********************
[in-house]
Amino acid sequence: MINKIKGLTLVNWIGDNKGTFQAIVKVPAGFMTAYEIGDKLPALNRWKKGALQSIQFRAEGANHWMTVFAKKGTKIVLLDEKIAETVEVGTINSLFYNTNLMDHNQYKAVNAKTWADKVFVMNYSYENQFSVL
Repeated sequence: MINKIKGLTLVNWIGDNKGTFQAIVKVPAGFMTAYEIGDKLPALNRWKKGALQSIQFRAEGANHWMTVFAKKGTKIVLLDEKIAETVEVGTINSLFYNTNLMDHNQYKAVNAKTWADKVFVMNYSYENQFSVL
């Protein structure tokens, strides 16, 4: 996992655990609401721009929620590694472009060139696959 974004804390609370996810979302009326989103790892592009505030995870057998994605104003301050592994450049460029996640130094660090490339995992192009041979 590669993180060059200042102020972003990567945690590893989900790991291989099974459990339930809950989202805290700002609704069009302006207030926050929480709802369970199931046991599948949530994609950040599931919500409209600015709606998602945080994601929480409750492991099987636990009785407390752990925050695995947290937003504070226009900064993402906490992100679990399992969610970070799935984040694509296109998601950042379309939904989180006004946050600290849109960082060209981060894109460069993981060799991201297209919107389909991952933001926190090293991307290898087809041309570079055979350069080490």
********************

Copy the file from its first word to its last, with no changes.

[in-house]
Amino acid sequence: MINKIKGLTLVNWIGDNKGTFQAIVKVPAGFMTAYEIGDKLPALNRWKKGALQSIQFRAEGANHWMTVFAKKGTKIVLLDEKIAETVEVGTINSLFYNTNLMDHNQYKAVNAKTWADKVFVMNYSYENQFSVL
Repeated sequence: MINKIKGLTLVNWIGDNKGTFQAIVKVPAGFMTAYEIGDKLPALNRWKKGALQSIQFRAEGANHWMTVFAKKGTKIVLLDEKIAETVEVGTINSLFYNTNLMDHNQYKAVNAKTWADKVFVMNYSYENQFSVL
């Protein structure tokens, strides 16, 4: 996992655990609401721009929620590694472009060139696959 974004804390609370996810979302009326989103790892592009505030995870057998994605104003301050592994450049460029996640130094660090490339995992192009041979 590669993180060059200042102020972003990567945690590893989900790991291989099974459990339930809950989202805290700002609704069009302006207030926050929480709802369970199931046991599948949530994609950040599931919500409209600015709606998602945080994601929480409750492991099987636990009785407390752990925050695995947290937003504070226009900064993402906490992100679990399992969610970070799935984040694509296109998601950042379309939904989180006004946050600290849109960082060209981060894109460069993981060799991201297209919107389909991952933001926190090293991307290898087809041309570079055979350069080490």